Ghost in the Shell (2017) Review


I’m going to save you some time and tell you that Ghost in the Shell is not very good. Instead I’ll give my quick thoughts and I want to talk more about anime adaptations in general. The word I’d use to describe this movie is BORING. For a movie that’s supposed to be a scifi action movie it really doesn’t have all that much action and the action scenes they did have were underwhelming and pointless. It’s almost like they blew their entire visual effects budget on creating this amazing looking city but forgot to leave anything for the action sequences. For an adaptation and I use that term lightly here, all they really do is just take the iconography of the original 1995 anime movie but don’t translate any of the themes or plot. They try to raise some of the philosophical themes and questions of what makes us humans but never follows up on them and the movie devolves into the tired evil corporate conspiracy plot. They pick and choose certain scenes and elements copy them shot for shot but they’re thrown in out of order and even worse, out of context. At the end of the day I wondered what audience were they making this movie for?  

Should You See It?: No

Theater Worthy: No

Final Grade: D


I want to take the rest of this post to talk about anime adaptations in general because Hollywood has been atrocious at this with catastrophes like Dragonball Evolution and I’m even going to throw in Avatar The Last Airbender. As mentioned above the people behind these movies don’t seem to have a clear understanding of what they wanted to do with them. When studios set out to make anime adaptations what audience are they trying to attract to their movie? They clearly aren’t making it for the fans of the original anime since they seem to want to remove or change everything that made the anime popular and they’re not making it for the general public since they still like to include references and scenes that only fans of the original would even recognize or appreciate.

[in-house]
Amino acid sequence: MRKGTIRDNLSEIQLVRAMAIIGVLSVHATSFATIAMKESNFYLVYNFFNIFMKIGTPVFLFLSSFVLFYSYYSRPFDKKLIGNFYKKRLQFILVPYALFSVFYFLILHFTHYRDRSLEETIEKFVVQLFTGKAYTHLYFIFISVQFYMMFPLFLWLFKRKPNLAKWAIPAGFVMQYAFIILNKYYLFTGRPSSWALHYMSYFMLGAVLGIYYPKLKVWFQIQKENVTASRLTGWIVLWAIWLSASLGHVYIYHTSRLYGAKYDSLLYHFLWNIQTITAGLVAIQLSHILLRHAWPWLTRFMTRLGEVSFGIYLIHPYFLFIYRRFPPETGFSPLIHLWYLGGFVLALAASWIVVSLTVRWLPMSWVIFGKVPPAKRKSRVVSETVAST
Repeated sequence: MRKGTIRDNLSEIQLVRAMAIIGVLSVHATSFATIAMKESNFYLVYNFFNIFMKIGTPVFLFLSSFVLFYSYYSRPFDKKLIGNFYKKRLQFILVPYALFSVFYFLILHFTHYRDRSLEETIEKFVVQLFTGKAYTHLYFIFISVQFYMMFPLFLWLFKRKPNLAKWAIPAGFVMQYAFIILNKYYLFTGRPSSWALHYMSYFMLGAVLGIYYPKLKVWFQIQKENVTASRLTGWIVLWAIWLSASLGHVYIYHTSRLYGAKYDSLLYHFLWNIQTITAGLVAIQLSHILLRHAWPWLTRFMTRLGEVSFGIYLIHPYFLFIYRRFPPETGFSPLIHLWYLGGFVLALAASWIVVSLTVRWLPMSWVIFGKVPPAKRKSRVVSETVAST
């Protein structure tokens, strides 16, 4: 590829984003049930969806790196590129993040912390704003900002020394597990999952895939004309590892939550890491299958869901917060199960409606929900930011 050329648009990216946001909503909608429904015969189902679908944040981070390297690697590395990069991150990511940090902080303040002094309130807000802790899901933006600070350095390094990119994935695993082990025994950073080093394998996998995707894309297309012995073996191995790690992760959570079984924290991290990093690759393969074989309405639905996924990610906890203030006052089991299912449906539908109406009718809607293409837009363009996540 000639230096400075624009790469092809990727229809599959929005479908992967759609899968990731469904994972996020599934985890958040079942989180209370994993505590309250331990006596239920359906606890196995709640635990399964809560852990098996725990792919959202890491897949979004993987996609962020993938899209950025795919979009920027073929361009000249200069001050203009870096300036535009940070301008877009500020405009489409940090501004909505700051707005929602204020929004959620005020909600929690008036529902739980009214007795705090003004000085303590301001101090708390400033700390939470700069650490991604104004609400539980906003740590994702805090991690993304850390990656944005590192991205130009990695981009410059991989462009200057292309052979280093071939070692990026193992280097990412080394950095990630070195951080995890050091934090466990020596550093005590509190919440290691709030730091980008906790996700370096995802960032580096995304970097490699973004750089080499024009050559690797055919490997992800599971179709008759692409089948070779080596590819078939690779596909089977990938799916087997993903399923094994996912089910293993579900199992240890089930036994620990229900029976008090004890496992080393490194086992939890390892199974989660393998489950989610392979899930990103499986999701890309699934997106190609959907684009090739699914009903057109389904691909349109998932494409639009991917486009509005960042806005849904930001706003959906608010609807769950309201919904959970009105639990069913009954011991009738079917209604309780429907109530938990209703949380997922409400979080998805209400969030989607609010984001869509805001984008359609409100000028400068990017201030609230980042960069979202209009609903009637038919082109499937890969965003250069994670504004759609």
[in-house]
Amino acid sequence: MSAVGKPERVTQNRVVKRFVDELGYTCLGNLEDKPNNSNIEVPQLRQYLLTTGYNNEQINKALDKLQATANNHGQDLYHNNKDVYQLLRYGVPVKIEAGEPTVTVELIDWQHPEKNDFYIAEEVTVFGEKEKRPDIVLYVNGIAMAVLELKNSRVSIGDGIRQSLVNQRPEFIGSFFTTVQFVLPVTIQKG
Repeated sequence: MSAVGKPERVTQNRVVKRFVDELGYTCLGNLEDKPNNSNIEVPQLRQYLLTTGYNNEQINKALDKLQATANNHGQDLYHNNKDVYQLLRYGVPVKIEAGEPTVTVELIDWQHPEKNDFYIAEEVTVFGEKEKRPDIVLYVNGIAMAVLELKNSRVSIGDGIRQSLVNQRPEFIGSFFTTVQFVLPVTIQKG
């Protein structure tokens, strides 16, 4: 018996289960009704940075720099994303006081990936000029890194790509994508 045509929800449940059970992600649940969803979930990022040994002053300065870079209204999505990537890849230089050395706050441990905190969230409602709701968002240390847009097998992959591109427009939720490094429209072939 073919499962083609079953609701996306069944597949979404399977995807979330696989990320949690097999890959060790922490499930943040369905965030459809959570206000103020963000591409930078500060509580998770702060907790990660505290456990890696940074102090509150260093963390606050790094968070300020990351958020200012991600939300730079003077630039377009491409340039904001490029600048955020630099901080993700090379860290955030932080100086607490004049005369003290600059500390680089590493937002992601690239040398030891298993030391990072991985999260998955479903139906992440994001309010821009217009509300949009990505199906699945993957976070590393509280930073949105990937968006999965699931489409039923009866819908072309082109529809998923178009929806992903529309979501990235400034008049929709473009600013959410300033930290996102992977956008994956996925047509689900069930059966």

First thing I would say is figure out what you want to do! If you want to make a movie that will please the fans then adapt the anime as faithfully as you can and keep the essence and themes of the original. Ghost in the Shell got a great deal of flak for whitewashing by casting a white actress as a Japanese character. I don’t necessarily have a problem with that decision but then they left in a good amount Asian elements in the film and you even see the Major converse with her boss, who only speaks Japanese while she speaks English, This makes no sense what so ever…  Why include certain iconic scenes/elements from the anime if they make no sense in your adapted version? The general audience isn’t going to see that and think anything of it and the fans are going to think that’s cool to see but confused why it’s there out of context.

Here’s my suggestion for anime adaptations going forward, go all in one way or the other. If you’re going to make an adaptation then make it a faithful adaptation, capture the themes, plot and characters from the anime and bring them to life on the big screen. Cast it with people that look and can perform like the characters they are based on. Don’t pick and choose to eliminate the Asian cultural elements whether it’s the cast, the setting or the themes. This way you’ll get a great movie that will hopefully please the fans of the original and possibly draw in new fans. If that’s not possible and you wanted to create a movie with mass appeal for the US then take the idea and concept of the movie and completely create a new movie around that. I would even go far as to say call it something different altogether so you don’t even have people trying to compare it to the original. Change the setting to a more American place, cast all the white people you want and take all the Asian cultural aspects and appropriate it to fit in the world of that movie. A good example of this is the US version of the horror movie The Ring. All they did was take the base concept of a journalist investigating a cursed video that kills anyone that watches it and set it in the US, change all the characters and adjust all the Asian elements. The movie turned out to be a very good adaptation of a Japanese movie.

In the end this is a problem of Hollywood studios trying to have their cake and eat it too. They want to use the name recognition and built in fan base of some famous property but then dumb the movie down and take out everything about the series that made it popular in the first place. If Hollywood wants to make an anime movie successful, studios should commit to a vision one way or the other either a faithful adaptation or a completely reimagined film based on the concepts of the original. Seriously, you already had a good movie that was popular why would you change it and make more work for yourself!?